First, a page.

Disability Insurance Finder

If you rely on your paycheque to survive, a disability insurance policy can cover you in the case of injury or illness.

Last updated:

Man in wheelchair using tablet

Disabilities are more common than you might think, with roughly 22% of Canada’s population having one or more disabilities in 2017, according to Statistics Canada. That’s where disability insurance comes in. It can protect your livelihood and replace a portion of your paycheck if you can’t work due to an illness or injury.

Compare life insurance providers

Name Product Types of Insurance Coverage Range Issue Ages Medical Exam Required Province Availability
 Life Insurance Through PolicyAdvisor
Life Insurance
Mortgage Protection
Disability
Critical Illness
$25,000 - $5,000,000
18 - 72 years old
No
Ontario
Policy Advisor is a digital life insurance brokerage that has partnerships with 17 insurers in Canada.
loading

Compare up to 4 providers

*The products compared on this page are chosen from a range of offers available to us and are not representative of all the products available in the market. There is no perfect order or perfect ranking system for the products we list on our Site, so we provide you with the functionality to self-select, re-order and compare products. The initial display order is influenced by a range of factors including conversion rates, product costs and commercial arrangements, so please don't interpret the listing order as an endorsement or recommendation from us. We're happy to provide you with the tools you need to make better decisions, but we'd like you to make your own decisions and compare and assess products based on your own preferences, circumstances and needs.

What is disability insurance?

Disability insurance pays out a percentage of your salary, usually anywhere from 60% to 85% of your income, if you’re unable to work due to a debilitating injury or illness. It replaces part of your paycheck for a specified period of time. Each insurer will have a list of disabilities that qualify for benefits.

There are two types of coverage:

  • Short-term disability insurance (STD) typically replaces part of your paycheck for up to 6 months.
  • Long-term disability insurance (LTD) usually replaces 60% to 70% of your paycheck for 2, 5 or 10 years, or until you reach retirement.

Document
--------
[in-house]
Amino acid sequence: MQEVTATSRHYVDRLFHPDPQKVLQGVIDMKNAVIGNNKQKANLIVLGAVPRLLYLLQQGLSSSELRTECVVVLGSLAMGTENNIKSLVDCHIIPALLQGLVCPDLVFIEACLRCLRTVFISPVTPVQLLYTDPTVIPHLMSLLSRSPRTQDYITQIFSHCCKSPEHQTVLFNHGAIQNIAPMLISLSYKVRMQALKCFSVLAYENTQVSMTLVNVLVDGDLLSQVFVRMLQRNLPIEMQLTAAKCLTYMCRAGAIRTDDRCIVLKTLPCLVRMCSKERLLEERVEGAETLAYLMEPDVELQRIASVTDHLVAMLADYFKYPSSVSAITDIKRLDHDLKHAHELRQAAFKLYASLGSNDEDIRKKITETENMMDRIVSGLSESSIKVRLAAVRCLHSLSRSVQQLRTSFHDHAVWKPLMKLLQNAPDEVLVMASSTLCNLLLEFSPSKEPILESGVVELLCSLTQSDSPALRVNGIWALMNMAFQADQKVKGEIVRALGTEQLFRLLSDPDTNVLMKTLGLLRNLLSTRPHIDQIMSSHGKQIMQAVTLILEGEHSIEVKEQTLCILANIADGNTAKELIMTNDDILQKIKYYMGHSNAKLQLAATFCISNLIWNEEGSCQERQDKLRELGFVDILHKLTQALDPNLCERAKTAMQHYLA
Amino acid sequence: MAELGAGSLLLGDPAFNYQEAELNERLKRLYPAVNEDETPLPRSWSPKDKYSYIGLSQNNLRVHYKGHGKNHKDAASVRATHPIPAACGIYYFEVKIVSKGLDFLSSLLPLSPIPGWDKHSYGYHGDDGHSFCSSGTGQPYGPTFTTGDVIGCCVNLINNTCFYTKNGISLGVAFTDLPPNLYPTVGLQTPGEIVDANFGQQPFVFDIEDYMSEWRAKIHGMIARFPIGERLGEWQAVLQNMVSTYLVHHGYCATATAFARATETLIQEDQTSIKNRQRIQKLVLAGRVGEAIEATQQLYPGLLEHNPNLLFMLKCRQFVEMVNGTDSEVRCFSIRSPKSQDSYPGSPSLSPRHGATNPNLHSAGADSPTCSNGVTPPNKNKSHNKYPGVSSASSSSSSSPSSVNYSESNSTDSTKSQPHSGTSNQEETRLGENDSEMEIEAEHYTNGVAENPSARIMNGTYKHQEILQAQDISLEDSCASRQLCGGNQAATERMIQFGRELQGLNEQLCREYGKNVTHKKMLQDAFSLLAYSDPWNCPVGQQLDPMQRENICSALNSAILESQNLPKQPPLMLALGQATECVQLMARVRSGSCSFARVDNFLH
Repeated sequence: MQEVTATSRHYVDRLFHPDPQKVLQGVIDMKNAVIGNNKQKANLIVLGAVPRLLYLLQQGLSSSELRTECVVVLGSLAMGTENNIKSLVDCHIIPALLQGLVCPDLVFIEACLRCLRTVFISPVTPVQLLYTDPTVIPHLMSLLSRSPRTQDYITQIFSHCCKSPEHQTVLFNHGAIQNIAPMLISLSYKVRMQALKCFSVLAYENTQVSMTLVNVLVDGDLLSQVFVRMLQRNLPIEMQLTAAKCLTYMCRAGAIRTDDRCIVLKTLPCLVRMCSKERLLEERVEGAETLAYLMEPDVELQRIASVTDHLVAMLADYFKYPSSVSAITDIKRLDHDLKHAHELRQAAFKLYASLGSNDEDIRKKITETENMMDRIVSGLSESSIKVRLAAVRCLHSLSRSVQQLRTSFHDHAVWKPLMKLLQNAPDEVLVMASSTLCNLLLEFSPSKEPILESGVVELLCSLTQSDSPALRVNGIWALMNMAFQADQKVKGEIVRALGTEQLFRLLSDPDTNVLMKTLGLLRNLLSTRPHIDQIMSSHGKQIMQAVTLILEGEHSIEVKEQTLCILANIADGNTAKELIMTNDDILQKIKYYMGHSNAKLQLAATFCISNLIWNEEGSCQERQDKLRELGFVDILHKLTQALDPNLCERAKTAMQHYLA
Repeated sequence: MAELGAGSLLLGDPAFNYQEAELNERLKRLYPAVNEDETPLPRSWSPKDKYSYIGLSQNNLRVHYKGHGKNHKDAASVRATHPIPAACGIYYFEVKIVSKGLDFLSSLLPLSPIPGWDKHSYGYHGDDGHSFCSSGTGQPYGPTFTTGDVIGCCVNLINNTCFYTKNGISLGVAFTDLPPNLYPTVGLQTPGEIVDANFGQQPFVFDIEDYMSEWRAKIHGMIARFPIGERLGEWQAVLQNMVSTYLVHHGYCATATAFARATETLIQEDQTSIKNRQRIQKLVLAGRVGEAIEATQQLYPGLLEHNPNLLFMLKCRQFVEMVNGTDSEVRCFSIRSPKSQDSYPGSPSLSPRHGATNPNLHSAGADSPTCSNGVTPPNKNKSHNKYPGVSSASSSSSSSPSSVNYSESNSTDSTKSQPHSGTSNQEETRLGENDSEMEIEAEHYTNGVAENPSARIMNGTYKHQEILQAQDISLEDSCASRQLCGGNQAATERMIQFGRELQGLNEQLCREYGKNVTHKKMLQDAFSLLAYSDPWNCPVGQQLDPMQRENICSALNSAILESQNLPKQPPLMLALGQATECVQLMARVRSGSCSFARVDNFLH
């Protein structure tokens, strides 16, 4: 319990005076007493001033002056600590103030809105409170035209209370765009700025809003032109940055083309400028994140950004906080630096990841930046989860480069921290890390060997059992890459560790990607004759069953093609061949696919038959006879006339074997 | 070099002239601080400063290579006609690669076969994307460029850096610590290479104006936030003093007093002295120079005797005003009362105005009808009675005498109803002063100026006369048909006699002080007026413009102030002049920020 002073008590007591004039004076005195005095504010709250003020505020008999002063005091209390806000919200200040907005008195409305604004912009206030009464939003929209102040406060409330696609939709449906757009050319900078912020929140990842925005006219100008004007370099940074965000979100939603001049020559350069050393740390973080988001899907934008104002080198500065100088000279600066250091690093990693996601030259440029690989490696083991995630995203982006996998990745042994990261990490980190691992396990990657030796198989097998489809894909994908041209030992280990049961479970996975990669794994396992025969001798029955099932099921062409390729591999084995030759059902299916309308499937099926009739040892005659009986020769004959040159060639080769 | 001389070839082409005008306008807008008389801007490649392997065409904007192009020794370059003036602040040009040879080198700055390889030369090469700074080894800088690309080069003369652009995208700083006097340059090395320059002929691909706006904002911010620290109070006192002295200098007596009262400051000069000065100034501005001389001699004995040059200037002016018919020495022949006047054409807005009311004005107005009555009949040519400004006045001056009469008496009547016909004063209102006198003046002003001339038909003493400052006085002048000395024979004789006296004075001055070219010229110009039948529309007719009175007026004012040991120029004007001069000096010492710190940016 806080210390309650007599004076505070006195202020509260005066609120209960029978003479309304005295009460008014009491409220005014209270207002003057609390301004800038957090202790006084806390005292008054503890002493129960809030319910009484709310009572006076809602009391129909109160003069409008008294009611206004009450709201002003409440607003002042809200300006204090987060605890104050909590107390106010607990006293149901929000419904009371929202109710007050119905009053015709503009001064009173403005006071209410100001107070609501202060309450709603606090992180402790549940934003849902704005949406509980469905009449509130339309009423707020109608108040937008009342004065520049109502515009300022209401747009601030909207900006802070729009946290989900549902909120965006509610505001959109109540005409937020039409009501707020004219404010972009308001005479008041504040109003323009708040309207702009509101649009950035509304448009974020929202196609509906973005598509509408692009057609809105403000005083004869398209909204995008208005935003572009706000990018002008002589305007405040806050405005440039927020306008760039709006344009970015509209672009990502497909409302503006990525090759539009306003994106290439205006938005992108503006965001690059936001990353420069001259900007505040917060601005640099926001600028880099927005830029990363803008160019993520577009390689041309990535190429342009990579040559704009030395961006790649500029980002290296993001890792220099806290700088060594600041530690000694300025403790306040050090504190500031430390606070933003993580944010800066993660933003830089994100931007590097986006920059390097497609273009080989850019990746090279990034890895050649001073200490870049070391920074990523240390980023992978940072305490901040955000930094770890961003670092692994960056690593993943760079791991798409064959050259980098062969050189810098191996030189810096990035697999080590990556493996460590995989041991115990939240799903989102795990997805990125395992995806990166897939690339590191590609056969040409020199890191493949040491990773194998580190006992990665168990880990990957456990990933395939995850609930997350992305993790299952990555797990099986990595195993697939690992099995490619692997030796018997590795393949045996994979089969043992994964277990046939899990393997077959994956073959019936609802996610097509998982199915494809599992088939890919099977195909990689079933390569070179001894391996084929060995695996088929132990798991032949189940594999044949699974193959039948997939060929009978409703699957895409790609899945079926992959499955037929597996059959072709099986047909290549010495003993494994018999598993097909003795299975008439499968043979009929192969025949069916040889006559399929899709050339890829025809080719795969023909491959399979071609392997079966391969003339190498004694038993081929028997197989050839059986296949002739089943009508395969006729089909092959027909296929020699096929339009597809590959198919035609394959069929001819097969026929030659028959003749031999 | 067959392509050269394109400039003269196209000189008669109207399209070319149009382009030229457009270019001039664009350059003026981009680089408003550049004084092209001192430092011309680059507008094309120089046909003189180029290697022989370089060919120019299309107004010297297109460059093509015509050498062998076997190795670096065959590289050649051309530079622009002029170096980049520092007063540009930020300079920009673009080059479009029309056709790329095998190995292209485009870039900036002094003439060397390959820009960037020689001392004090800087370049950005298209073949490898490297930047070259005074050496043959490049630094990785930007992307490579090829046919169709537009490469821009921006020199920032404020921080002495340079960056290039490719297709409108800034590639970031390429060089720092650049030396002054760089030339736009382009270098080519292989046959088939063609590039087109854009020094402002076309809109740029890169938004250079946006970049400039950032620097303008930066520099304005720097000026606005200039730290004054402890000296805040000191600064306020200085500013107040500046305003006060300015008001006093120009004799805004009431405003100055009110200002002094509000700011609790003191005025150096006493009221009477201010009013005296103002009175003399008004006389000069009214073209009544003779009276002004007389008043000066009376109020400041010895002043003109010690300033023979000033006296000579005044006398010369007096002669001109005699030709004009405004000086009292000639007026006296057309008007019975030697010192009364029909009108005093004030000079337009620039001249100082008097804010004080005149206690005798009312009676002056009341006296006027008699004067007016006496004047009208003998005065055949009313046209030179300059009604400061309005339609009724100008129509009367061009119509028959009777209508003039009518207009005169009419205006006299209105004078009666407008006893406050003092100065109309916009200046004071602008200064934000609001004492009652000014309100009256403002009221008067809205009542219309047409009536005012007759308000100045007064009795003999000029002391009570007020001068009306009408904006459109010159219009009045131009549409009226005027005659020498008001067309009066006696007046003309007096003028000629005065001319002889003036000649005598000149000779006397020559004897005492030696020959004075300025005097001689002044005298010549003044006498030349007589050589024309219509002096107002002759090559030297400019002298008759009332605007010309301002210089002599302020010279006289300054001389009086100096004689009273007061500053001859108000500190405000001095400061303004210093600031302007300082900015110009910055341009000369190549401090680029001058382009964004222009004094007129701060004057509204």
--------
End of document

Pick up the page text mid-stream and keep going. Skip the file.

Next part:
How does disability insurance work?

An important component of disability insurance policies is the elimination period. Also called a waiting period, this is the length of time you’ll wait before you start receiving benefits. It starts on the day you become disabled. With short-term disability insurance, the elimination period usually ranges from 1 to 10 days. And with long-term disability insurance, the options are usually 90 to 120 days. To decide on an elimination period, think about how long you could pay for your own medical bills out-of-pocket before your coverage kicks in.

Once the elimination period ends, the benefit period begins and you’re eligible to collect benefits. The benefit period for STD tends to be a few months long, while LTD pays out up to a specific age or for a set number of years. After the benefit period is over, you’ll stop receiving disability benefits.

What’s the difference between worker’s compensation and disability insurance?

Worker’s compensation protects employees who get injured or become ill on the job, while disability insurance covers debilitating health conditions that aren’t work-related.

What qualifies for disability benefits?

It depends on your insurer, and the type of disability insurance coverage you have. But these are some examples of conditions that could be covered under each policy:

Short-term disabilityLong-term disability
  • A disabling injury — like a broken leg or hand
  • A prolonged sickness — such as glandular fever
  • A musculoskeletal disorder — including acute back pain or spine and joint disorders
  • A chronic digestive disorder — like gastritis
  • A mental health condition — such as anxiety or depression
  • A complicated pregnancy
  • Musculoskeletal and connective tissue disorders — like osteoarthritis, chronic back pain or slipped disks
  • Accidental injuries — like brain trauma caused by a car accident
  • Cardiovascular disorders — such as heart attacks or serious heart conditions
  • Circulatory disorders — like coronary artery disease
  • Prolonged mental illnesses — including PTSD and major depressive disorders
  • Cancer

How to get disability insurance

If you’re sold on the idea of securing a “replacement paycheck” in the event you can no longer work, here’s how to go about it:

  • Check for employee-sponsored coverage. Unfortunately, employers are not required to offer any kind of paid sick leave. However, many employers still do provide these programs, so you should check with your employer first.
  • Buy an individual policy. You can purchase a policy directly from an insurance company. The major benefits of choosing this option are that the coverage is not linked to a specific company, so you can carry it with you even if you change jobs, and you may be able to customize your elimination and benefit periods to suit your financial situation. Just be sure to shop around to get the best possible rate.